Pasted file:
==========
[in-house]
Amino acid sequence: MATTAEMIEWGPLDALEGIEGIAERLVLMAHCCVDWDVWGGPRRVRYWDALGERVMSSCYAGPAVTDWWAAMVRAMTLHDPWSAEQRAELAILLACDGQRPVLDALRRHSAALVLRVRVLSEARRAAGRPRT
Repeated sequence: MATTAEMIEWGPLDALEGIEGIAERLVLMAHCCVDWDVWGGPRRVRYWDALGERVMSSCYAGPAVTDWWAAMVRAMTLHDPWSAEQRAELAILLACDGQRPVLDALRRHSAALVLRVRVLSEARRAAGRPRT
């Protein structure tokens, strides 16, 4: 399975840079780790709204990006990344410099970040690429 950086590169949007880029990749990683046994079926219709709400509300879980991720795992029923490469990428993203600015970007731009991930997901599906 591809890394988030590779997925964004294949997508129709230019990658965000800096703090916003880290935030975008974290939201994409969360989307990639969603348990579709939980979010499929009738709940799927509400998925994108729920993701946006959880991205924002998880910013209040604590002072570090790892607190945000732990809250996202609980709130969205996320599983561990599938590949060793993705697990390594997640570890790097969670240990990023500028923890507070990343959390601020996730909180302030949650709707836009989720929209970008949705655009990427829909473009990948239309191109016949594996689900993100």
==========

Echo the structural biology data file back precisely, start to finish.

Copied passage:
[in-house]
Amino acid sequence: MATTAEMIEWGPLDALEGIEGIAERLVLMAHCCVDWDVWGGPRRVRYWDALGERVMSSCYAGPAVTDWWAAMVRAMTLHDPWSAEQRAELAILLACDGQRPVLDALRRHSAALVLRVRVLSEARRAAGRPRT
Repeated sequence: MATTAEMIEWGPLDALEGIEGIAERLVLMAHCCVDWDVWGGPRRVRYWDALGERVMSSCYAGPAVTDWWAAMVRAMTLHDPWSAEQRAELAILLACDGQRPVLDALRRHSAALVLRVRVLSEARRAAGRPRT
């Protein structure tokens, strides 16, 4: 399975840079780790709204990006990344410099970040690429 950086590169949007880029990749990683046994079926219709709400509300879980991720795992029923490469990428993203600015970007731009991930997901599906 591809890394988030590779997925964004294949997508129709230019990658965000800096703090916003880290935030975008974290939201994409969360989307990639969603348990579709939980979010499929009738709940799927509400998925994108729920993701946006959880991205924002998880910013209040604590002072570090790892607190945000732990809250996202609980709130969205996320599983561990599938590949060793993705697990390594997640570890790097969670240990990023500028923890507070990343959390601020996730909180302030949650709707836009989720929209970008949705655009990427829909473009990948239309191109016949594996689900993100």